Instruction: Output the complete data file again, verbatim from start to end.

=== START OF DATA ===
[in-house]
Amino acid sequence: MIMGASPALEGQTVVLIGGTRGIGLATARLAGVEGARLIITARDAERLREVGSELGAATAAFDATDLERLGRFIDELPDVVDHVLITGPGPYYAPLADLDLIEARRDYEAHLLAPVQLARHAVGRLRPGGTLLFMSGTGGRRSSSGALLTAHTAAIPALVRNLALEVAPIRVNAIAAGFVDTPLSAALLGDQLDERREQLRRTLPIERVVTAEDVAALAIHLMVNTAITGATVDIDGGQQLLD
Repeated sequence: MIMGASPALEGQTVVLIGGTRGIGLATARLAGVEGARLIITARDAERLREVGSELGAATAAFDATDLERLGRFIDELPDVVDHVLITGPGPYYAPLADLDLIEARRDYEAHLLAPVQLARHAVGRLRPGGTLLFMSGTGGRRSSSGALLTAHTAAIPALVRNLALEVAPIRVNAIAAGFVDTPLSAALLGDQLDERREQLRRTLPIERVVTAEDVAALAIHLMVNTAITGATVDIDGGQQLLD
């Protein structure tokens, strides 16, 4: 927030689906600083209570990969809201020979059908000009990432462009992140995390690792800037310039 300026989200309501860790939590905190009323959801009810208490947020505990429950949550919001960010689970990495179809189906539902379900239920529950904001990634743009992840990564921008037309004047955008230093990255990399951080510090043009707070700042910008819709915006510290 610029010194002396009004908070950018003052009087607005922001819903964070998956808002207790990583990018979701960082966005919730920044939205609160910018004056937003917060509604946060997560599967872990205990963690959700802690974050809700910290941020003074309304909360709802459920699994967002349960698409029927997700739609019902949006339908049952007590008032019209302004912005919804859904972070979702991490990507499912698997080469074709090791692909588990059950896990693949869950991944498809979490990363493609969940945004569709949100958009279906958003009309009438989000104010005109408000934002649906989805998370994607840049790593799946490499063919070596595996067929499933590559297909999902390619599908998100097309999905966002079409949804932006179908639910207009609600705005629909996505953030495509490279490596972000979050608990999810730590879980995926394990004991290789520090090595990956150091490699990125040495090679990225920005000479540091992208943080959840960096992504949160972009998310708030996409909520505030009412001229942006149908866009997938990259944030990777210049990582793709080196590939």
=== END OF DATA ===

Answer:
[in-house]
Amino acid sequence: MIMGASPALEGQTVVLIGGTRGIGLATARLAGVEGARLIITARDAERLREVGSELGAATAAFDATDLERLGRFIDELPDVVDHVLITGPGPYYAPLADLDLIEARRDYEAHLLAPVQLARHAVGRLRPGGTLLFMSGTGGRRSSSGALLTAHTAAIPALVRNLALEVAPIRVNAIAAGFVDTPLSAALLGDQLDERREQLRRTLPIERVVTAEDVAALAIHLMVNTAITGATVDIDGGQQLLD
Repeated sequence: MIMGASPALEGQTVVLIGGTRGIGLATARLAGVEGARLIITARDAERLREVGSELGAATAAFDATDLERLGRFIDELPDVVDHVLITGPGPYYAPLADLDLIEARRDYEAHLLAPVQLARHAVGRLRPGGTLLFMSGTGGRRSSSGALLTAHTAAIPALVRNLALEVAPIRVNAIAAGFVDTPLSAALLGDQLDERREQLRRTLPIERVVTAEDVAALAIHLMVNTAITGATVDIDGGQQLLD
């Protein structure tokens, strides 16, 4: 927030689906600083209570990969809201020979059908000009990432462009992140995390690792800037310039 300026989200309501860790939590905190009323959801009810208490947020505990429950949550919001960010689970990495179809189906539902379900239920529950904001990634743009992840990564921008037309004047955008230093990255990399951080510090043009707070700042910008819709915006510290 610029010194002396009004908070950018003052009087607005922001819903964070998956808002207790990583990018979701960082966005919730920044939205609160910018004056937003917060509604946060997560599967872990205990963690959700802690974050809700910290941020003074309304909360709802459920699994967002349960698409029927997700739609019902949006339908049952007590008032019209302004912005919804859904972070979702991490990507499912698997080469074709090791692909588990059950896990693949869950991944498809979490990363493609969940945004569709949100958009279906958003009309009438989000104010005109408000934002649906989805998370994607840049790593799946490499063919070596595996067929499933590559297909999902390619599908998100097309999905966002079409949804932006179908639910207009609600705005629909996505953030495509490279490596972000979050608990999810730590879980995926394990004991290789520090090595990956150091490699990125040495090679990225920005000479540091992208943080959840960096992504949160972009998310708030996409909520505030009412001229942006149908866009997938990259944030990777210049990582793709080196590939």